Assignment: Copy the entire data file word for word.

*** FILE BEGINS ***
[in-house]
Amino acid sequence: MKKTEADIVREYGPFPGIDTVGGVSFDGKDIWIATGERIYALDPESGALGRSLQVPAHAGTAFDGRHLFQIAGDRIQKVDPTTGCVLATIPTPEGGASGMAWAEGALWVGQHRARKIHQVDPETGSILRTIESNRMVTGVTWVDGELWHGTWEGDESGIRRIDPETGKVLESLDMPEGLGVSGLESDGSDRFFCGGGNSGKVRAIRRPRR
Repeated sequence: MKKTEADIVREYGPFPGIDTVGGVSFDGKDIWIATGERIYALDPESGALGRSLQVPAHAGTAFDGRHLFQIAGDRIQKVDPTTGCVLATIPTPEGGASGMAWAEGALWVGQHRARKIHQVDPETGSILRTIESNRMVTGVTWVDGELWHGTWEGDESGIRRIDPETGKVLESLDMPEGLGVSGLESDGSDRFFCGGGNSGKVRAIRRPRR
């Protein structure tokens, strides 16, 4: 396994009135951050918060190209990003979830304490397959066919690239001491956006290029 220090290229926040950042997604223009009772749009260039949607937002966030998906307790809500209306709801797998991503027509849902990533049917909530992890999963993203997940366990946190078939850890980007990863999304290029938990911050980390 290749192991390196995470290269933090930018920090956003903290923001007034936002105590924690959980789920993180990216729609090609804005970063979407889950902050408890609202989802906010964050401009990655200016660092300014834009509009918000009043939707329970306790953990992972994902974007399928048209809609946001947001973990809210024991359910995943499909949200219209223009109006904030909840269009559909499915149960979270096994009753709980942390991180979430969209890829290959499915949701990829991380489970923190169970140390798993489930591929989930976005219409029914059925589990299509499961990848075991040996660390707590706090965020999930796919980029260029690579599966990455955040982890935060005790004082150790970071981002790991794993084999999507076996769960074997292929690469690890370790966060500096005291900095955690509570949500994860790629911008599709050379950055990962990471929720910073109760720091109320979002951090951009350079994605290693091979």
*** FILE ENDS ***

[in-house]
Amino acid sequence: MKKTEADIVREYGPFPGIDTVGGVSFDGKDIWIATGERIYALDPESGALGRSLQVPAHAGTAFDGRHLFQIAGDRIQKVDPTTGCVLATIPTPEGGASGMAWAEGALWVGQHRARKIHQVDPETGSILRTIESNRMVTGVTWVDGELWHGTWEGDESGIRRIDPETGKVLESLDMPEGLGVSGLESDGSDRFFCGGGNSGKVRAIRRPRR
Repeated sequence: MKKTEADIVREYGPFPGIDTVGGVSFDGKDIWIATGERIYALDPESGALGRSLQVPAHAGTAFDGRHLFQIAGDRIQKVDPTTGCVLATIPTPEGGASGMAWAEGALWVGQHRARKIHQVDPETGSILRTIESNRMVTGVTWVDGELWHGTWEGDESGIRRIDPETGKVLESLDMPEGLGVSGLESDGSDRFFCGGGNSGKVRAIRRPRR
């Protein structure tokens, strides 16, 4: 396994009135951050918060190209990003979830304490397959066919690239001491956006290029 220090290229926040950042997604223009009772749009260039949607937002966030998906307790809500209306709801797998991503027509849902990533049917909530992890999963993203997940366990946190078939850890980007990863999304290029938990911050980390 290749192991390196995470290269933090930018920090956003903290923001007034936002105590924690959980789920993180990216729609090609804005970063979407889950902050408890609202989802906010964050401009990655200016660092300014834009509009918000009043939707329970306790953990992972994902974007399928048209809609946001947001973990809210024991359910995943499909949200219209223009109006904030909840269009559909499915149960979270096994009753709980942390991180979430969209890829290959499915949701990829991380489970923190169970140390798993489930591929989930976005219409029914059925589990299509499961990848075991040996660390707590706090965020999930796919980029260029690579599966990455955040982890935060005790004082150790970071981002790991794993084999999507076996769960074997292929690469690890370790966060500096005291900095955690509570949500994860790629911008599709050379950055990962990471929720910073109760720091109320979002951090951009350079994605290693091979």